Joint bank accounts are becoming a thing of the past, according to recent research from PayPal, which showed that 71 per cent of couples asked keep separate bank accounts from their partner.
The study revealed that more than half of participating couples simply want to keep their money separate from their partner. Independence is the motive for 17 per cent of couples, who say they refuse to take responsibility for their partner's spending.
According to experts, money can be a common cause of arguments and more than one in ten of the couples questioned stated that they go it alone when it comes to banking
as a means of avoiding arguments over finances.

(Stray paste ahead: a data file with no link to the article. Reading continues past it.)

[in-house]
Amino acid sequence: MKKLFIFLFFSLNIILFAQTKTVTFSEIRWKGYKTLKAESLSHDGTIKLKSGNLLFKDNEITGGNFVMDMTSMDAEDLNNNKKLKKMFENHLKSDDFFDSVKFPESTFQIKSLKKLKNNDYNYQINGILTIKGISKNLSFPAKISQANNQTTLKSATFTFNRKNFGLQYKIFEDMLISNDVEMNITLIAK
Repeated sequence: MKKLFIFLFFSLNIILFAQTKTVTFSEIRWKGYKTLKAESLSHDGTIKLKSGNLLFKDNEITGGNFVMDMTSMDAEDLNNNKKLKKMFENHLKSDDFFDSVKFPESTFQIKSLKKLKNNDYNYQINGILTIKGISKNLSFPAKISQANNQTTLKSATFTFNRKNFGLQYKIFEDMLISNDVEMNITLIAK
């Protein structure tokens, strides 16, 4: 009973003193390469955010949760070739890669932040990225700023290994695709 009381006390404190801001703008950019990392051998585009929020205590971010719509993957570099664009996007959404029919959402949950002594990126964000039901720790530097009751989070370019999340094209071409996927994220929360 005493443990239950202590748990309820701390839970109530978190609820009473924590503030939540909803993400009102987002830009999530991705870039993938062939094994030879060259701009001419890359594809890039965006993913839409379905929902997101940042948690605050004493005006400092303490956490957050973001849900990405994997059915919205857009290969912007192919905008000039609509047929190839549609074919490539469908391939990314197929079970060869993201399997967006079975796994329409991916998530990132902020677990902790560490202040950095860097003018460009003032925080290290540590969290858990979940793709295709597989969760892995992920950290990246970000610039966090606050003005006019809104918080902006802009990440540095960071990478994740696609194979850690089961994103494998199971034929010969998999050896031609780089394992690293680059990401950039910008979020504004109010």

However, the study showed that having separate current accounts
does not necessarily avoid conflict, as 15 per cent of couples asked confessed to arguing about money more than anything else.
Arguments arising as a result of money woes affect 39 per cent of couples at least once a week, according to the research and more than a quarter admitted to financial conflict at least once a month.
The study also showed that arguments about money and finances do not just affect those who are married. It showed that more than half of couples actually had their first argument about money when they were dating, compared with just 27 per cent who said they first argued over finances within wedlock.
PayPal UK spokesperson, Christina Hoole, said: "Our research suggests there is a growing trend emerging between partners and how they manage their finances, with people having separate bank accounts so they can keep control of their own finances.
"It also appears that arguments over money are most frequent after people have been in a relationship for a while, perhaps people wait until they feel settled with their partner before bringing up the sticky situation of finances." she said.